When he walked his dog, he often saw her car at Town Hall on Saturday afternoons and Sunday mornings. “She always went above and beyond,” Stanley said. “It was more than just a job. It was a passion for her to fulfill that role.”
Early last year, commissioners named the one-room library inside Town Hall, her former office, the “Rita L. Taylor Gulf Stream Library” in her honor.
Orthwein, who came to the Town Commission in 1995, called Taylor a “godsend.”
“It’s an end of an era, it really is,” she said.
Decision to retire
In a wide-ranging interview with The Coastal Star, Taylor, 91, touched on highlights of her career, early travels with her husband towing an Airstream trailer, and what made now the right time to retire.
Chief among her reasons: Manager Greg Dunham’s plan to cut her pay 41%, knocking her from her perch as the town’s highest-paid employee at $143,956 a year to being tied with her former deputy clerk, Renee Basel, at $85,000.
If not for that, “I probably would not have” retired, Taylor said. Also, she said, “I am getting older.”
Town commissioners had no warning she was about to leave.
Her retirement saved Dunham from the potentially unpleasant task of informing the public about her salary change. He had told commissioners in August that his budget for the year starting Oct. 1 included pay raises and new job titles for Basel, Staff Attorney Trey Nazzaro, Chief Financial Officer Rebecca Tew and water maintenance supervisor Anthony Beltran. Taylor would become “senior town clerk,” with some of her duties shifted to Basel and Tew, he said, adding that he would provide details in September.
No one asked him to elaborate.
Stanley was surprised by Taylor’s exit but said he would not have challenged Dunham’s decision if he had known about the salary reduction. “We rely on the town manager,” he said. “We usually leave that up to him. He’s there every day.”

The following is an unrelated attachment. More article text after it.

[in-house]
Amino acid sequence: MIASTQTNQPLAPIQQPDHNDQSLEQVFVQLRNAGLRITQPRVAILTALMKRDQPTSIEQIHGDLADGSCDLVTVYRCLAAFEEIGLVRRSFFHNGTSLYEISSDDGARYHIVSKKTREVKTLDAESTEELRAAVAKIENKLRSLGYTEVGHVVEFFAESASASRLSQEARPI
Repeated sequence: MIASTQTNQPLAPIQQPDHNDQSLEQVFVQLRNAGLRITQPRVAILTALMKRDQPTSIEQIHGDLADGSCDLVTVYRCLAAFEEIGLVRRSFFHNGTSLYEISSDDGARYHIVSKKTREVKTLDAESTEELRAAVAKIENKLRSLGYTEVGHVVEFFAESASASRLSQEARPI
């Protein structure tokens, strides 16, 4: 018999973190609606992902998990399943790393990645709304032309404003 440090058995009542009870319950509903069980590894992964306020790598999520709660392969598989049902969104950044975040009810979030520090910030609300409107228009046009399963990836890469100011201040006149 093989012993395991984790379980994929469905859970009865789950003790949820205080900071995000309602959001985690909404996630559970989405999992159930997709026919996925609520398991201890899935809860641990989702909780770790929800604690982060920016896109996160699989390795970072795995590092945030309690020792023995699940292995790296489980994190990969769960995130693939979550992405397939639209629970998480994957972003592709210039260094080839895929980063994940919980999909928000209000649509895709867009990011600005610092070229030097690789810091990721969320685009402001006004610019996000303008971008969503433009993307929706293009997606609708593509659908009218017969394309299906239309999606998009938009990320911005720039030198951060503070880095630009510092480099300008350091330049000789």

While Gulf Stream will bear the immediate loss, Briny Breezes, Ocean Ridge and even Boynton Beach are beneficiaries of Taylor’s legacy. Besides being a clerk, she was instrumental in arranging for Ocean Ridge to provide police service to Briny Breezes, helping establish Ocean Ridge’s police dispatch system, training Ocean Ridge’s volunteer firefighters and getting its first ladder fire truck, which Boynton Beach also relied upon.
Arriving in South Florida
Her story on the barrier island has its roots in Marion, Indiana, where she married a fire department captain and developed accounting and bookkeeping skills at a bank and two trucking companies. She and her husband, Ed, vacationed for at least a couple of weeks every winter in South Florida, usually Juno Beach, she said.
After Ed was injured while fighting a fire, the couple decided in the early 1960s that “it was time to do something different.”
“So, we bought an Airstream and a new Buick … the biggest Buick they made in those days,” Taylor said. “And we decided we would spend three months in the winter here and we would travel in the Airstream the rest of the time.”
After five years of exploring “every mountain in the United States and Canada,” she said, the Taylors ended their traveling days. They towed their trailer to Palm Beach County, rented a lot first in Jupiter and later in Briny Breezes, and finally bought a lot in Briny.
“Back then there were a lot more travel trailers in Briny than what there are today. Oh, quite a few,” Taylor said. “In fact, they had one section that was all travel trailers.”
She filled her days the way many newcomers to Florida do.
“I did a lot of sitting on the beach and swimming in the ocean. Enjoyed it immensely. But I was used to being on the move or else working all my adult life. And I said I have got to find something to do,” Taylor recalled.
Her salvation came from a newspaper ad seeking part-time office help at nearby Ocean Ridge Town Hall. She was hired and a week later went full-time with her hours split between the clerk’s office and the Police Department. Soon she was assigned full-time to the clerk.
“The clerk that was there didn’t plan to stay too much longer. She was a little bit older than me at the time. And so I stayed, and in a few months she retired. So then I became the clerk,” Taylor said.
Husband had a role
Ocean Ridge’s police chief soon decided to turn his force into a public safety department charged with fighting fires as well as keeping the peace, having his officers learn to fight fires supplemented by volunteers. He asked Ed Taylor for help.
Ed recommended that the town buy a ladder truck to boost its partnership with Boynton Beach — a goodwill gesture to the town’s neighbor — even though Ocean Ridge had few multi-story buildings.